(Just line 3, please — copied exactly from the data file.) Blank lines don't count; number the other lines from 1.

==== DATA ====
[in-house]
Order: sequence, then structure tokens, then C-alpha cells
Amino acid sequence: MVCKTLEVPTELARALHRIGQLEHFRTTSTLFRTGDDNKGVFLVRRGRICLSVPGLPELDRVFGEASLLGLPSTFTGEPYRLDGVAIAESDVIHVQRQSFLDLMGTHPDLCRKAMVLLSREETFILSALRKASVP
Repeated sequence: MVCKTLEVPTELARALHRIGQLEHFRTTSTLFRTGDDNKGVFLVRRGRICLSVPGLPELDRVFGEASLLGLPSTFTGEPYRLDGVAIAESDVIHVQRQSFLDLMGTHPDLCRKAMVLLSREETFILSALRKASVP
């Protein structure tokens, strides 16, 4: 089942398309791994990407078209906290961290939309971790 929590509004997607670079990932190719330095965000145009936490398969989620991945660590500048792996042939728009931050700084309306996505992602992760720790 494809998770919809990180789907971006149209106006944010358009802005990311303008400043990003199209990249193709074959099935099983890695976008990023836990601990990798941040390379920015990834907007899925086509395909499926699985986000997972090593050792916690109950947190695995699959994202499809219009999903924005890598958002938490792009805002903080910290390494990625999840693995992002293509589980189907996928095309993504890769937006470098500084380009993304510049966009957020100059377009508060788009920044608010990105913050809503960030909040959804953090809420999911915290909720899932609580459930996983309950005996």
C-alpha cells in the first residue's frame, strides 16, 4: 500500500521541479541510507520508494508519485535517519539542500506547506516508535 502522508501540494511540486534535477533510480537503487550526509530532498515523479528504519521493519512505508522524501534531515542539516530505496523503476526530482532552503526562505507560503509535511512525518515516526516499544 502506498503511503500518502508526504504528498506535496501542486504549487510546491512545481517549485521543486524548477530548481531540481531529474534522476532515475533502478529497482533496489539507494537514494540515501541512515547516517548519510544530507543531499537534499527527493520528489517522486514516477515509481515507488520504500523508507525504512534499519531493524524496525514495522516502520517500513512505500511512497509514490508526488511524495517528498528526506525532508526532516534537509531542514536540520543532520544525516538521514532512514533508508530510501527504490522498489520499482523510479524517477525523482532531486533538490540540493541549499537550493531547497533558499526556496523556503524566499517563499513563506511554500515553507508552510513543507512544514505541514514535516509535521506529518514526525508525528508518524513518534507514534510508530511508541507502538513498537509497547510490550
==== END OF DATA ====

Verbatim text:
Amino acid sequence: MVCKTLEVPTELARALHRIGQLEHFRTTSTLFRTGDDNKGVFLVRRGRICLSVPGLPELDRVFGEASLLGLPSTFTGEPYRLDGVAIAESDVIHVQRQSFLDLMGTHPDLCRKAMVLLSREETFILSALRKASVP